Bakers love to see an ear on their bread, and it’s easy to see why we get jealous over Instagram images of these mind-blowing sourdough crusts. It’s crazy how far some of these crusts can take off, the perfect ear is fantastic to look at. If you are not sure what one is, take a look at how the crust flies away from the bread in the image below. If you were to put this bread on its side, it’d look like an ear.
To make an ear, we have to take a close look at the dough, the proofing, the cut and the oven set up. All of these pinch points need to be spot on in order to achieve the big oven spring required for this elusive feat. Let’s look at each one in detail.
We need dough with plenty of maturity in order to make an ear. A good dough is needed for the gluten to stretch and retain the gas created during the oven spring.
To mature dough, a long bulk fermentation of 6+ hours is ideal. The use of prefermented flour, such as sourdough is advantageous.
You need to be pretty confident with the dough in order to shape this design. Though it’s nothing out of the ordinary, the rested dough should be degassed, pre-shaped, and left to rest for around 20 minutes before it is final shaped.
A firm touch is needed in order to build tension in the outer layer. This is essential for the bread to hold its shape as it rises.
To get the ear we have to master our technique of proofing bread. The key factor for getting an ear on bread is to underproof the dough. The optimum proof point is when the dough stays down for 2 seconds in the poke test.
More gas is created when baking under-proofed dough which forces through the weakest area of the crust violently as it escapes.
If the cut is done right it will allow the gas to escape and expand to create exciting designs on the bread including an “ear” shape. Cut 5mm deep around the edge of the bread, holding the blade at an angle of 30 degrees.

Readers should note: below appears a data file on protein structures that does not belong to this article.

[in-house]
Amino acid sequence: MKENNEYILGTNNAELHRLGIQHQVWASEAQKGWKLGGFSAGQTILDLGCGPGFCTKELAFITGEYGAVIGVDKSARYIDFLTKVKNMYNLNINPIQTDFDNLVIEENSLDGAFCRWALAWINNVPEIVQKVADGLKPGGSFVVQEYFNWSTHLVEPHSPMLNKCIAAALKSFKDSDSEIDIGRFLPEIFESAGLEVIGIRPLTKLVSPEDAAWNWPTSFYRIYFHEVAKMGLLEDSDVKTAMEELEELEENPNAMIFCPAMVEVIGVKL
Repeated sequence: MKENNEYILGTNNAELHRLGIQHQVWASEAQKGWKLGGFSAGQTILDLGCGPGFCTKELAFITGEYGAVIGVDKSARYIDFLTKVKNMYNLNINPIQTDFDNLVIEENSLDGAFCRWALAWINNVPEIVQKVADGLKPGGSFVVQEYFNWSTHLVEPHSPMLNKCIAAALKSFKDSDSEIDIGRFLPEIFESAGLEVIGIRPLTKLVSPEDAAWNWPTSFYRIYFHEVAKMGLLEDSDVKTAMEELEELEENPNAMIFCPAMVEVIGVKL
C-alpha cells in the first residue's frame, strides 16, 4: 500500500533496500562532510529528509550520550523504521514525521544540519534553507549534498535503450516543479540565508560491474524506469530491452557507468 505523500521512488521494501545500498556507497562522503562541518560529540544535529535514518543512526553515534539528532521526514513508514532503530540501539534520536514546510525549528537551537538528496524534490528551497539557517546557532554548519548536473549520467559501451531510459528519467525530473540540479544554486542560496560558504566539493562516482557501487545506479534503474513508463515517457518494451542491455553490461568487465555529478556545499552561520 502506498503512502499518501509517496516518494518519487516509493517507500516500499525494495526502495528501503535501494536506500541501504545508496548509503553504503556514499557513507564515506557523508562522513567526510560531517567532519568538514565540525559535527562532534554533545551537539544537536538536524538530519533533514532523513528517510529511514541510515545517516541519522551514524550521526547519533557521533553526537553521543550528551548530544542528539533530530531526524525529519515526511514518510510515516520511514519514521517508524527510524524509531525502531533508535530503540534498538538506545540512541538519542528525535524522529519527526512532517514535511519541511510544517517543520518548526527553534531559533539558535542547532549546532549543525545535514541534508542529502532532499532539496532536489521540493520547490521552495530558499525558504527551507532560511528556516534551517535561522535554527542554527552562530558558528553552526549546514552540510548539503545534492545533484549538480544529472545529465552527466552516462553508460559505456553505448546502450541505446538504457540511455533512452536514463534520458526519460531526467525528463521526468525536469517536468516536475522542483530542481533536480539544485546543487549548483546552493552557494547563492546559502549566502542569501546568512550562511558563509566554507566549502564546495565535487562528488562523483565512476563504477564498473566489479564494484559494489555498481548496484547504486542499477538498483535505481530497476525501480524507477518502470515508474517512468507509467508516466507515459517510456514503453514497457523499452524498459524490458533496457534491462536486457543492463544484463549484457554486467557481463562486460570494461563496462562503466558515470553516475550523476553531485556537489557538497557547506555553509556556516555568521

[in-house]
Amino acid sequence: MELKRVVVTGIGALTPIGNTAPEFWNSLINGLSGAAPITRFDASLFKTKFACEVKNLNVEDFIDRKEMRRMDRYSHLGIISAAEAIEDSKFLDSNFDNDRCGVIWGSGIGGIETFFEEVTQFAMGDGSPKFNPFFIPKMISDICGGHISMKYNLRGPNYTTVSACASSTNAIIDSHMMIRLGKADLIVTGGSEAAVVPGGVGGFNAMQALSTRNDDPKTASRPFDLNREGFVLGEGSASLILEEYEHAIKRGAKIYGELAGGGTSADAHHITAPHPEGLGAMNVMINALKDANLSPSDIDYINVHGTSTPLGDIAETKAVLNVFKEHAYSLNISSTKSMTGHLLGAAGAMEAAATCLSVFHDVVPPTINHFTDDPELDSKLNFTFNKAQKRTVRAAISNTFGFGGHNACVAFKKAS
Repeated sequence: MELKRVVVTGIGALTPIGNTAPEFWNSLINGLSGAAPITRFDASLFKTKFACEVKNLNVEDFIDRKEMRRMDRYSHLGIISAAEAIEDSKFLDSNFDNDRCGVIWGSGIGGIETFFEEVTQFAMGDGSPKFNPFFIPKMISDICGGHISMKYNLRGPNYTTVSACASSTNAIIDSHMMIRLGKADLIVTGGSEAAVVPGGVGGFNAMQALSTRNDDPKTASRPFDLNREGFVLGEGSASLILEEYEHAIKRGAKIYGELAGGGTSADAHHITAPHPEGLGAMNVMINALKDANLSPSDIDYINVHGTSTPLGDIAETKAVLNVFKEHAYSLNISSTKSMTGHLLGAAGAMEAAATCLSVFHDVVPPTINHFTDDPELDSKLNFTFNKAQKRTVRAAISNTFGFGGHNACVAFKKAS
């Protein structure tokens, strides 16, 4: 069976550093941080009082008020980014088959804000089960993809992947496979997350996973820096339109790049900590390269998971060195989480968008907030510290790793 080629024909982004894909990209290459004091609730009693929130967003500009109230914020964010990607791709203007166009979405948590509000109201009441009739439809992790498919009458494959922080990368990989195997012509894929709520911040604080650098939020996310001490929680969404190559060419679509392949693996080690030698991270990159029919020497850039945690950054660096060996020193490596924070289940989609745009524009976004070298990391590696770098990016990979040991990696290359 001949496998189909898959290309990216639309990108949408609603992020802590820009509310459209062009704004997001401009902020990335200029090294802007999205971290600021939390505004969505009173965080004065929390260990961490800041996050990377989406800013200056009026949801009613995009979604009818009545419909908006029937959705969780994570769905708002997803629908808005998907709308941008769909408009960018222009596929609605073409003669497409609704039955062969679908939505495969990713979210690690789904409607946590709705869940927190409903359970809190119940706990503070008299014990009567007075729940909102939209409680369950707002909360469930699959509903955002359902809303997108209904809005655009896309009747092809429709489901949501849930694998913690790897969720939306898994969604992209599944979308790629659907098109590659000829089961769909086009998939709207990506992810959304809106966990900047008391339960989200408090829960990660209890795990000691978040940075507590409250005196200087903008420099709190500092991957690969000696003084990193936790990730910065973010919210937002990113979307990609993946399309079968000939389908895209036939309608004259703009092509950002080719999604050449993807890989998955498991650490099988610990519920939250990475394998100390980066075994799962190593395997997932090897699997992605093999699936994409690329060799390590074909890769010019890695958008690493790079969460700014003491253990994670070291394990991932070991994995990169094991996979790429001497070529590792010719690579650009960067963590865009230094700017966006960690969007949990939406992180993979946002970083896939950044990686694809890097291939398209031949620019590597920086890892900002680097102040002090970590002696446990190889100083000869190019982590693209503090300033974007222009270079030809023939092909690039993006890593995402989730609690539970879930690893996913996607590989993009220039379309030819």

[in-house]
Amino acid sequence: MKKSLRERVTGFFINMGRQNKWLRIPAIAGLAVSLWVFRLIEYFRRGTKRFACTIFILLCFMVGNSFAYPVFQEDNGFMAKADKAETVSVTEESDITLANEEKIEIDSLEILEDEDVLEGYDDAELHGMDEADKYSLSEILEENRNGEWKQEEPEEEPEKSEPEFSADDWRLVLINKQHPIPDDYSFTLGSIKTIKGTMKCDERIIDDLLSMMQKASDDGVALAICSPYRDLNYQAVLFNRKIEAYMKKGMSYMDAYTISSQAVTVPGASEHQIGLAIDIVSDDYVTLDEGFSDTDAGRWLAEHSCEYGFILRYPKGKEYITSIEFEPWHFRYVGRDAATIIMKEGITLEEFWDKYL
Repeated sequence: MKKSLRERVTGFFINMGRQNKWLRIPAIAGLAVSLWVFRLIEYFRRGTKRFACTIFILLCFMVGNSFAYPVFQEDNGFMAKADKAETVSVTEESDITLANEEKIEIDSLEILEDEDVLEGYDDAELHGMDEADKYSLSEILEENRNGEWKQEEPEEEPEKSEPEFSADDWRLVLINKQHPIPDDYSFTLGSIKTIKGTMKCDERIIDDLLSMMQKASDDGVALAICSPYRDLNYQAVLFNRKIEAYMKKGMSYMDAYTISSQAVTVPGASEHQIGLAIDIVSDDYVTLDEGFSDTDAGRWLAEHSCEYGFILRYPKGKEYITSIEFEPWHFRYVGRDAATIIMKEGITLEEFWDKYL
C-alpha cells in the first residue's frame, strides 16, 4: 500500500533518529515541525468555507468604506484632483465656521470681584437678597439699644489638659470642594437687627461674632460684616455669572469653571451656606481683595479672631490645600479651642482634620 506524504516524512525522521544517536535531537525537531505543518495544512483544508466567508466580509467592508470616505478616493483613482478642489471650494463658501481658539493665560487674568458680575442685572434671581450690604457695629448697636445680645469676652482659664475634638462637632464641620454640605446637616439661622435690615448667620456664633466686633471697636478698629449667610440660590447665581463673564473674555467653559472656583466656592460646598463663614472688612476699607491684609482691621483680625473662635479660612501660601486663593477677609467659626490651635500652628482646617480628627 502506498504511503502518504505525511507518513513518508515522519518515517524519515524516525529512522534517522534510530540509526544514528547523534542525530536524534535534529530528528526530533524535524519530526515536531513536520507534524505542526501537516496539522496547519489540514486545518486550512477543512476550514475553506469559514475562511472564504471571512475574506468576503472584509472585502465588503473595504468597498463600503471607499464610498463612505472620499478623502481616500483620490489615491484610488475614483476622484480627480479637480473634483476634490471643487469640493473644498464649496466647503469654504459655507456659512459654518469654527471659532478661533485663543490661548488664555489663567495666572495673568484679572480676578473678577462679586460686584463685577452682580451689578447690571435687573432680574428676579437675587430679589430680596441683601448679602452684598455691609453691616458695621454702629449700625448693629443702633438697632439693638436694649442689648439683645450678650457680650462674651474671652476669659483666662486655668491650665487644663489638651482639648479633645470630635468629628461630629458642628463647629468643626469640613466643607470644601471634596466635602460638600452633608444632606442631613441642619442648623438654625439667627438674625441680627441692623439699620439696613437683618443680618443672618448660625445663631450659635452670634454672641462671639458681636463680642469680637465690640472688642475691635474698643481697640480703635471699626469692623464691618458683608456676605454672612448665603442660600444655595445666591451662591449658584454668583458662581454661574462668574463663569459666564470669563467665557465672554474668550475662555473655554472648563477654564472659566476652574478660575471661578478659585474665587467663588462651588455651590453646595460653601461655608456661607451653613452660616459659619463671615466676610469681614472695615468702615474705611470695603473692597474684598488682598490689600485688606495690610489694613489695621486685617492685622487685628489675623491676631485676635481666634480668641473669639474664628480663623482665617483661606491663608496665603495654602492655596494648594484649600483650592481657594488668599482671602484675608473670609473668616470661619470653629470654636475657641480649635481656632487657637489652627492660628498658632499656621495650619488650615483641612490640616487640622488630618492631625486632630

To get the perfect cut on your sourdough bread, you’ll need a “baker’s lame” with a sharp blade. If you don’t have one already, here’s my guide on selecting a bakers lame.
You should now have the perfect ear. If you are still struggling take a look at the tips below:
First of all look at the dough, is it well-fermented before shaping? Does it feel strong whilst slightly gassy? If not then focus on generating stronger gluten development and increase fermentation levels. If so, look at bread after it’s baked. Does it have a nice golden colour? Have the cuts opened up at all? Is the crust strong and crusty? If not take a look at how well you are proofing the bread and your oven is set up in order to get a nice even bake, the article about oven spring should help here.
If you have a decent dough, but without the ear, it’s probably the shaping or the cutting angle that needs work. Practice makes perfect here, focus on building tension when shaping and getting the angle correct when cutting.
It’s up to you whether you prefer to have an ear shape on your sourdough bread, personally, the crumb is a bit holey! But they do look very impressive. Regardless, I hope this helps!